Mycoskie sold his online driver education company for $500,000 to finance Toms shoes. The company name is derived from the word "tomorrow", and evolved from the original concept, "Shoes for Tomorrow Project". Mycoskie initially commissioned Argentine shoe manufacturers to make 250 pairs of shoes. Sales officially began in May 2006. After an article ran in the Los Angeles Times, the company received order requests for nine times the available stock online, and 10,000 pairs were sold in the first year. The first batch of 10,000 free shoes were distributed in October 2006 to Argentine children.
Browse the TOMS Men's Shop for an assortment of TOMS men's shoes, eyewear, bags and more. We'll keep you sophisticated and comfortable whether you're looking for Classics, slip-on shoes, boots, sneakers, lace-ups or flip-flops. Our men's sunglasses come in a selection of frames and lens styles, including polarized eyewear which keep your eyes safe from harmful UV rays while adding a bold element to any outfit. With every product you purchase, TOMS will help a person in need. One for One®.
Skechers retail stores have all the Skechers styles and collections! You'll find the latest innovative Skechers Performance shoes including the popular Skechers GOrun and Skechers GOwalk lines. Our casual offerings include trend-right sneakers, dress shoes, sandals and boots for men and women. And there's countless fun shoes for kids from infants and toddlers to preschool and grade school sizes. It's all at the Skechers retail store-your best option in New Jersey shoe store shopping.
While traveling in Argentina in 2006, TOMS Founder Blake Mycoskie witnessed the hardships faced by children growing up without shoes. Wanting to help, he created TOMS Shoes, a company that would match every pair of shoes purchased with a new pair of shoes for a child in need. One for One® is the philosophy behind the brand, and it has been a difference maker for over a decade.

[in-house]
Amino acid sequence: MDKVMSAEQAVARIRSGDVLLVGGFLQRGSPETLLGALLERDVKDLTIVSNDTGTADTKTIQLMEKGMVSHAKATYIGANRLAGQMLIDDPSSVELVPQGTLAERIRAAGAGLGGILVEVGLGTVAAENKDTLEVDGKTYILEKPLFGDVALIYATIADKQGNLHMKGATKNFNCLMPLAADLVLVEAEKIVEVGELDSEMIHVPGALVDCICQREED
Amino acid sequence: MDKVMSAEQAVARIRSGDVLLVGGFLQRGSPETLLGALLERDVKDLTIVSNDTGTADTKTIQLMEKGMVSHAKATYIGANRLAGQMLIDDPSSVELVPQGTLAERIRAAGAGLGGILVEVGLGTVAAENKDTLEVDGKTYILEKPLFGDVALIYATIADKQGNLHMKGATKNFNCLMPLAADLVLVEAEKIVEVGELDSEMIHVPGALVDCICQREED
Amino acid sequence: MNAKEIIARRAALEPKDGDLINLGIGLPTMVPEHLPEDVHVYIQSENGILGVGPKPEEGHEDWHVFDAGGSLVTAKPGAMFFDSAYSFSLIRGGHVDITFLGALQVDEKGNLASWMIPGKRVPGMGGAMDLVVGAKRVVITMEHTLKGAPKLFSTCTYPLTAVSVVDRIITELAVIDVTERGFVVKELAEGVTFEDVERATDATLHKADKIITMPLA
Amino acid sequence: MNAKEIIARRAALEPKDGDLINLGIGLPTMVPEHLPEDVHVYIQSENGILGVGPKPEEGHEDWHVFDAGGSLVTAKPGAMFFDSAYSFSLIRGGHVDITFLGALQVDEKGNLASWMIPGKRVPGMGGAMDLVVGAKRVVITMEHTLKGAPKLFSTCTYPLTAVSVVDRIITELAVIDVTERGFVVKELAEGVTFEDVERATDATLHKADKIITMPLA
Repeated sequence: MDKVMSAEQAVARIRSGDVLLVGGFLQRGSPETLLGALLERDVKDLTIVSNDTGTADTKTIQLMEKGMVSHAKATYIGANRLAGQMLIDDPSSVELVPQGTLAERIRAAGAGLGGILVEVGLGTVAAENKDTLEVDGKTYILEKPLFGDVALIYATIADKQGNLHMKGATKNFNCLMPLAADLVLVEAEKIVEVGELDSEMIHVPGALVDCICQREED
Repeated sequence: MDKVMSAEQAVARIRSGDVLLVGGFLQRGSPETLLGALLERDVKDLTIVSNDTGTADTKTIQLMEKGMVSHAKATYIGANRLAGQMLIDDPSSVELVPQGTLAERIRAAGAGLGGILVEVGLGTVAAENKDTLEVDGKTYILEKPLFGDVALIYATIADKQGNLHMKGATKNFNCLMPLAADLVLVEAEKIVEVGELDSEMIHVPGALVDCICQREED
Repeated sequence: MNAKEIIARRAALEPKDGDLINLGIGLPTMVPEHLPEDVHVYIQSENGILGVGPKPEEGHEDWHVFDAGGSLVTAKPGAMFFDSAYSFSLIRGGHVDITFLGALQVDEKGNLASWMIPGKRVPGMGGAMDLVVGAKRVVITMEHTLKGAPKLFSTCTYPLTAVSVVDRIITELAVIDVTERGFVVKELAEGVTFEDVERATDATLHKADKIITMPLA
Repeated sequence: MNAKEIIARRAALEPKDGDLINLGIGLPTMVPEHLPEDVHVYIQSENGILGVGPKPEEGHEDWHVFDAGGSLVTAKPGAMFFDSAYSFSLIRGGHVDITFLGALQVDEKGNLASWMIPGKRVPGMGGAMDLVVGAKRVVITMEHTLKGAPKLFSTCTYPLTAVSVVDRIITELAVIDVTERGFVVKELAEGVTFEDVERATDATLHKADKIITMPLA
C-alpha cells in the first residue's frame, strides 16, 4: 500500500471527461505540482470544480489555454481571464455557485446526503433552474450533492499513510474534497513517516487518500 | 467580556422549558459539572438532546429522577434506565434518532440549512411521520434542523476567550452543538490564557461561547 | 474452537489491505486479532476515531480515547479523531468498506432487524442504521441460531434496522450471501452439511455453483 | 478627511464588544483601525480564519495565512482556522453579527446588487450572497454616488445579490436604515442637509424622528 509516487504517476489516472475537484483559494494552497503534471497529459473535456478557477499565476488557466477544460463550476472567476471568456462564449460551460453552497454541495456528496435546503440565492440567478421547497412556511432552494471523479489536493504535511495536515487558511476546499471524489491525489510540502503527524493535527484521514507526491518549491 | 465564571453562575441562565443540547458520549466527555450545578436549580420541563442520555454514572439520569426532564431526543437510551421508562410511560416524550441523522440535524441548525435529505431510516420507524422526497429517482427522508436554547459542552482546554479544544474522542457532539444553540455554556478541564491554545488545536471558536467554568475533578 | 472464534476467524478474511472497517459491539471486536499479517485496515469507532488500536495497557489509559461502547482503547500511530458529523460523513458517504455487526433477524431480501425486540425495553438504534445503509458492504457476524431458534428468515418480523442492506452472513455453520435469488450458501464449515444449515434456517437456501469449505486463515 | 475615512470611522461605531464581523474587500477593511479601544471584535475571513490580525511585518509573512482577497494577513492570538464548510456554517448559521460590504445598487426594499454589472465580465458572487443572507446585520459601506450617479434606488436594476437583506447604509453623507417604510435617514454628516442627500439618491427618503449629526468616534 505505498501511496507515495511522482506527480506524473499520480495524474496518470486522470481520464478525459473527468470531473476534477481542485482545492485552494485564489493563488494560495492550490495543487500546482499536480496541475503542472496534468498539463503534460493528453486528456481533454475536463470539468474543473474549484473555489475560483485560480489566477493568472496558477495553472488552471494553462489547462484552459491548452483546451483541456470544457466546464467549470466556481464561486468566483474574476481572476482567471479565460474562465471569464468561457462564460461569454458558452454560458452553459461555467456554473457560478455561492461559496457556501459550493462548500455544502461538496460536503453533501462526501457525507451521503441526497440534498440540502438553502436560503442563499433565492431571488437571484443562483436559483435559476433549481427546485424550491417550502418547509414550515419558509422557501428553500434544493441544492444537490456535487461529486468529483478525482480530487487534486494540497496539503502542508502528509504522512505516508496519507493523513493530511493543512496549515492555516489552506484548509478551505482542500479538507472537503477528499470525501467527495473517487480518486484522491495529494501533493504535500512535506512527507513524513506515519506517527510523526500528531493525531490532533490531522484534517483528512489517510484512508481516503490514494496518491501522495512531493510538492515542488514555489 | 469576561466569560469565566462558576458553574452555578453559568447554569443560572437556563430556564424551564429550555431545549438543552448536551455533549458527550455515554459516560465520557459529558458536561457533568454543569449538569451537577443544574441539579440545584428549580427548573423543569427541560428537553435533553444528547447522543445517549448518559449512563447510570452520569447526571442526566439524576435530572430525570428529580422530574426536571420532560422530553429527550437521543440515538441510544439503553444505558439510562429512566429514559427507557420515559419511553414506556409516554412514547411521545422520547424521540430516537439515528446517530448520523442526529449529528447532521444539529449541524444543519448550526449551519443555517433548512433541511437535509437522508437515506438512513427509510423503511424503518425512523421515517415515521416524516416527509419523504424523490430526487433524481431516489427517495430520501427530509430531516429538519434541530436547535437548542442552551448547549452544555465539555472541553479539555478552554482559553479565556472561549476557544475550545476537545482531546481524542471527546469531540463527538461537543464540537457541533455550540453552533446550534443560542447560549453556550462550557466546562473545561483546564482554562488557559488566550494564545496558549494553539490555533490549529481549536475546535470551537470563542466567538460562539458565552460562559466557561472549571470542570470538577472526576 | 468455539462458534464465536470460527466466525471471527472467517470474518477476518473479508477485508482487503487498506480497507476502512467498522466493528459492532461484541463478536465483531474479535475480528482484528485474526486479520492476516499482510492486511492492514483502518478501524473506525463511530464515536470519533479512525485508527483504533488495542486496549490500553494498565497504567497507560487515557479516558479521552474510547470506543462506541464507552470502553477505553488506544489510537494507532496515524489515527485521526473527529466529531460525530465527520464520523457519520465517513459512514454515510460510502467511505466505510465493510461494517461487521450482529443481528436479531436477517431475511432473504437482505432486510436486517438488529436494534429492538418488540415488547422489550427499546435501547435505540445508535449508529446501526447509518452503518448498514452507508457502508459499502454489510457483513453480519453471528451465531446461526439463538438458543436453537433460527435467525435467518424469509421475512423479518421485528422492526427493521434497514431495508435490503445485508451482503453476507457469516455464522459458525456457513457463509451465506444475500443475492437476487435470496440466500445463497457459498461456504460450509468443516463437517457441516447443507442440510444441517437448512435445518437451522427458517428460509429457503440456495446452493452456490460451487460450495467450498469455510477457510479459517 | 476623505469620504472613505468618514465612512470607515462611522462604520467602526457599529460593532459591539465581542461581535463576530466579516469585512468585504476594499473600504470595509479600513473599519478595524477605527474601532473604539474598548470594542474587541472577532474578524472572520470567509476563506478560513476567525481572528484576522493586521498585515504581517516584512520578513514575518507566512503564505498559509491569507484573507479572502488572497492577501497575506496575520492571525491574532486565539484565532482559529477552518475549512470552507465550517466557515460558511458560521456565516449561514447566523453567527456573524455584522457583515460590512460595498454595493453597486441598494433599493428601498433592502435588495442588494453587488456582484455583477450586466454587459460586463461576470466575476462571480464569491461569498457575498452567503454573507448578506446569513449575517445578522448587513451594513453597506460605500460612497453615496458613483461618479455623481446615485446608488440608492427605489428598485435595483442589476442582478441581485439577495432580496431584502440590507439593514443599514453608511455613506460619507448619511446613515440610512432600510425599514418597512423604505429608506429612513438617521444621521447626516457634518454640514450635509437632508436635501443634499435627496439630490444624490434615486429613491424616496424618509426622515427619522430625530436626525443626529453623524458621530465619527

On Monday night, we hosted an energizing and emotional rally in Washington, DC as we prepared to hand-deliver 700,000+ postcards to Congress the next morning. One of the most impactful moments of the evening was when Change the Ref created a live art piece using the words his son Joaquin sent to Congress 5 years before he was shot and killed in Parkland in 2018. We were also joined by @vicmensa, @cleowade, MILCK, and our dedicated partners, each using their own unique voice to put out the call to #endgunviolencetogether. Black and Brown Gun Violence Prevention Consortium @everytown Faith in Action Giffords Live Free @marchforourlives @momsdemand #YRK #naomiwadler @ Union Market DC
The company's shoe distribution partners have focused on distributing shoes in areas where health and social benefits of the shoes would be the highest. For example, in Ethiopia the shoes are intended to help prevent a soil-borne disease that attacks the lymphatic system and which largely affected women and children. Toms sunglasses are sold with the One for One model, however it does not necessarily provide glasses only to those in developing countries. The One for One model includes putting money toward medical treatment, eye surgeries and prescription glasses. Toms works with the Seva Foundation among other partners to accomplish this. The first countries that Toms implemented its program were Nepal, Cambodia and Tibet. The original three designs, according to Leigh Grogan, were "The stripe on the temples represents the buyer; the stripe on the tips represents the person whose sight is being helped, and the middle stripe represents Toms, which brings the two together."
A story by LA Weekly priced the manufacturing cost of a pair of Toms Shoes at $3.50-$5.00 in U.S. dollars, and noted that the children's shoes given out by the company were among the cheapest to make, which is not necessarily apparent to consumers. According to garment-industry author Kelsey Timmerman, many people he spoke to in Ethiopia were critical of the company, saying that they felt it exploited the idea of Ethiopian poverty as a marketing tool. An Argentina-based shoemaker agreed, saying that the imagery used by the company was manipulative.